Supreme Court Permits Workplace Medical Marijuana Case to Proceed; Will This Affect Landlords?
An Appellate Court in New Jersey ruled last year that in the employment context, even though the medical marijuana law indicates that no part of it should be interpreted to require an employer to accommodate the use of medical marijuana “in the workplace”, that provision does not undermine the applicability of the Law Against Discrimination as it relates to the requirement of an employer to make a reasonable accommodation for a person who is disabled to accommodate the employee’s use of it outside of the workplace. In that case, the court ruled that an employee could pursue his claim against the employer for firing him after he failed a blood test which confirmed the remnants of marijuana in his system. He alleges that it was prescribed as part of his treatment for cancer, but only used off the work premises and not during work hours. The New Jersey Supreme Court has now affirmed that decision. This is not a surprising result because after this case was decided in the Appellate Division, the legislature amended the Compassionate Use Medical Cannabis Act to specifically provide that employers are prohibited from taking any adverse action against an employee solely based on the employee’s status as a medical marijuana patient.
The medical marijuana law is silent on what a landlord can or cannot do when dealing with authorized medical marijuana users on the rented premises. The last draft of the recreational marijuana bill included a clause inserted in the proposed law at the request of NJMHA lobbying, which would not require landlords to tolerate marijuana use on their premises. That law did not pass and the legislation authorizing the constitutional amendment on this subject matter next November is silent on this issue.
So, can you prevent your tenants who can verify a disability and provide a prescription for medical marijuana from using it on the premises? Probably not. You can regulate smoking of any kind (even prohibit it), and certainly can otherwise prohibit smoking marijuana. That is still illegal and still a basis for eviction under the provisions of the Anti-Eviction Act. The question is whether or not you are required to make an accommodation for those who can provide these proofs to you and not enforce your lease or the law to facilitate their “treatment”? This has not been decided by a court in New Jersey (yet), in the landlord tenant context, but it is clear how the courts are going to interpret LAD in these circumstances – LAD requires accommodating medical marijuana.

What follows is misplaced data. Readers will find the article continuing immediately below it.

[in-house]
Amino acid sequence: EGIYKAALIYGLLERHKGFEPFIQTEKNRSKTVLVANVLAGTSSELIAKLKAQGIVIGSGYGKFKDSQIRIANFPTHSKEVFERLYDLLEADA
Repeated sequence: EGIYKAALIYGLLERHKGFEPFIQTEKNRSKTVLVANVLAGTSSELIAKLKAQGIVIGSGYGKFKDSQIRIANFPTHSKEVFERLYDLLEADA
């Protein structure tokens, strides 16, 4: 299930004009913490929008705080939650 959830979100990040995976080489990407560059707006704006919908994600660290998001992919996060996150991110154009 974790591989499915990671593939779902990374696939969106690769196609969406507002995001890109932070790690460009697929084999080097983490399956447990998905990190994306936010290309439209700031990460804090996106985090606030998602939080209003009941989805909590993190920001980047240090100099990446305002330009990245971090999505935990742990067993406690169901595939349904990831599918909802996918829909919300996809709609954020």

If you cannot prohibit it, can you regulate it? This is also unclear. It is my understanding that in New Jersey, medical marijuana is currently not only available in flower form for smoking, but it is sold in lozenges, shakes and topical syringes. Accommodations for the handicapped only have to be “reasonable”. One can argue (in the absence of any controlling case law) that a landlord would be on more solid footing to take the position that it can try to simultaneously accommodate a disabled tenant’s needs while at the same time addressing the concerns of neighbors who also have to call the rented premises their home (just eat or drink it- or slap it on (???) no one will be adversely affected.) You can try to keep your “no smoking” status – it would also allow you as a housing provider to respect the concern of other residents who have to tolerate the odor and potential ill effects of secondhand smoke creating a risk for their family and children, where applicable. None of this is clear now. It is recommended that in response to a request for an accommodation, after verification with all appropriate documents (which can be required once an accommodation is requested), you open a dialogue with any tenant who has the requisite proofs who is attempting to avoid your prohibition of pot, or even a broader smoking prohibition, to ascertain why they cannot be accommodated with a middle ground that can be identified. An across-the-board ban now would be somewhat risky based upon this recent Supreme Court case.
By Christopher J. Hanlon, Esq.,
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